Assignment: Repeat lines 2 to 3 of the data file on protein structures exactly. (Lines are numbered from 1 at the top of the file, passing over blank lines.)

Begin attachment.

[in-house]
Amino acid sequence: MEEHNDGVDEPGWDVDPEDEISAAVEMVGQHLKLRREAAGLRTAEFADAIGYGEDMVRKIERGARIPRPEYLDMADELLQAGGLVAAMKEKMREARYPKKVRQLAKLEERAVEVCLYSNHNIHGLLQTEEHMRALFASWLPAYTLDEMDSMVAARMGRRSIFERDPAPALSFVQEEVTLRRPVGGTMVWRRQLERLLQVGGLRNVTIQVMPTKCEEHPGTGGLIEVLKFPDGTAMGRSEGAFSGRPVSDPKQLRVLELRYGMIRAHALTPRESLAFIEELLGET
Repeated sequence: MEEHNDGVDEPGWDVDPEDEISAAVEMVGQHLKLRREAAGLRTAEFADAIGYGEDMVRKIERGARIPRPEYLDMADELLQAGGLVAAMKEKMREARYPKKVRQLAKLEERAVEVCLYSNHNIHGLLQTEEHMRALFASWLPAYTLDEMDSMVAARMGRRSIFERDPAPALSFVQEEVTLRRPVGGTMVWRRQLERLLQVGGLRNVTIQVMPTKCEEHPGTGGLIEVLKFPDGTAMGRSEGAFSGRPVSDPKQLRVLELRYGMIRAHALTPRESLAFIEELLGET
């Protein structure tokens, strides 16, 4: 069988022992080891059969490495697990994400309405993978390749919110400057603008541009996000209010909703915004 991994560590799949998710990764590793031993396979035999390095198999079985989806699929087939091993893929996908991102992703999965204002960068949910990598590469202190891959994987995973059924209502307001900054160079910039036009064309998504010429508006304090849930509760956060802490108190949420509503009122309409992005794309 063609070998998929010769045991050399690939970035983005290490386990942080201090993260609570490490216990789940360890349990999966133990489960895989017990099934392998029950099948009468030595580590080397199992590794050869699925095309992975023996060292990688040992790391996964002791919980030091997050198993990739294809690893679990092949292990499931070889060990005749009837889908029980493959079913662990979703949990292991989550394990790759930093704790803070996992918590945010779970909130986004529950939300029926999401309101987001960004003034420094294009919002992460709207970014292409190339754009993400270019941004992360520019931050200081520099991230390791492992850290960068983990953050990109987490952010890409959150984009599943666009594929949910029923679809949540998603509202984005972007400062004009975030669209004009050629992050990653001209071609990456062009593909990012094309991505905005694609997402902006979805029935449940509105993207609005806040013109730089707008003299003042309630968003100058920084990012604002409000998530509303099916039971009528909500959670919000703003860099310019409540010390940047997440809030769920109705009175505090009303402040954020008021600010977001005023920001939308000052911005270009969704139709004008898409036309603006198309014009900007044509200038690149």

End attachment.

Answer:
Amino acid sequence: MEEHNDGVDEPGWDVDPEDEISAAVEMVGQHLKLRREAAGLRTAEFADAIGYGEDMVRKIERGARIPRPEYLDMADELLQAGGLVAAMKEKMREARYPKKVRQLAKLEERAVEVCLYSNHNIHGLLQTEEHMRALFASWLPAYTLDEMDSMVAARMGRRSIFERDPAPALSFVQEEVTLRRPVGGTMVWRRQLERLLQVGGLRNVTIQVMPTKCEEHPGTGGLIEVLKFPDGTAMGRSEGAFSGRPVSDPKQLRVLELRYGMIRAHALTPRESLAFIEELLGET
Repeated sequence: MEEHNDGVDEPGWDVDPEDEISAAVEMVGQHLKLRREAAGLRTAEFADAIGYGEDMVRKIERGARIPRPEYLDMADELLQAGGLVAAMKEKMREARYPKKVRQLAKLEERAVEVCLYSNHNIHGLLQTEEHMRALFASWLPAYTLDEMDSMVAARMGRRSIFERDPAPALSFVQEEVTLRRPVGGTMVWRRQLERLLQVGGLRNVTIQVMPTKCEEHPGTGGLIEVLKFPDGTAMGRSEGAFSGRPVSDPKQLRVLELRYGMIRAHALTPRESLAFIEELLGET